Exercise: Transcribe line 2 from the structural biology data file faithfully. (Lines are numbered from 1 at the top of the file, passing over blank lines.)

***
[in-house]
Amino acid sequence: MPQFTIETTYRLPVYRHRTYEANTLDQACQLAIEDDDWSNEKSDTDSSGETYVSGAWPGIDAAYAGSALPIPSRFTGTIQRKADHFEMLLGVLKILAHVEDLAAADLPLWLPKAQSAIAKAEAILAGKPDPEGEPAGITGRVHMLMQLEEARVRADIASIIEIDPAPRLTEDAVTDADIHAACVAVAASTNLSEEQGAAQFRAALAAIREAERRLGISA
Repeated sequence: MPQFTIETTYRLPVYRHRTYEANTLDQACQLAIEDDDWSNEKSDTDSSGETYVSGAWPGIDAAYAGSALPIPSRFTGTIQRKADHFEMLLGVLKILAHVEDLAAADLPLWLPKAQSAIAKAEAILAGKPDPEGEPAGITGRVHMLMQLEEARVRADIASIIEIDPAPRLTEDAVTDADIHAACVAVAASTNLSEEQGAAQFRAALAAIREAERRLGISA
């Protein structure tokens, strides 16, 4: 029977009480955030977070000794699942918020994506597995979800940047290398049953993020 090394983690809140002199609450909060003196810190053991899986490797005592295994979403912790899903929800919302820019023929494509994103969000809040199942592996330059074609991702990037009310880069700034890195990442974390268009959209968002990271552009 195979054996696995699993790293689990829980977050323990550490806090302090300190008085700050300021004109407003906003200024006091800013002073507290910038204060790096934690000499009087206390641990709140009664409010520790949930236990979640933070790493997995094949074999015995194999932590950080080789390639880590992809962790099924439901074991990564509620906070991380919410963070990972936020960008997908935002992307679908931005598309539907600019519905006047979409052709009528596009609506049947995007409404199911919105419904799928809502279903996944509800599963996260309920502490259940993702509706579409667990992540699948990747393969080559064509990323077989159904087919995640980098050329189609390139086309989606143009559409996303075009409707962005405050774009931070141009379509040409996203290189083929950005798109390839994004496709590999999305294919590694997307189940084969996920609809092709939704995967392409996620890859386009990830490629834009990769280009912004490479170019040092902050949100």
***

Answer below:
Amino acid sequence: MPQFTIETTYRLPVYRHRTYEANTLDQACQLAIEDDDWSNEKSDTDSSGETYVSGAWPGIDAAYAGSALPIPSRFTGTIQRKADHFEMLLGVLKILAHVEDLAAADLPLWLPKAQSAIAKAEAILAGKPDPEGEPAGITGRVHMLMQLEEARVRADIASIIEIDPAPRLTEDAVTDADIHAACVAVAASTNLSEEQGAAQFRAALAAIREAERRLGISA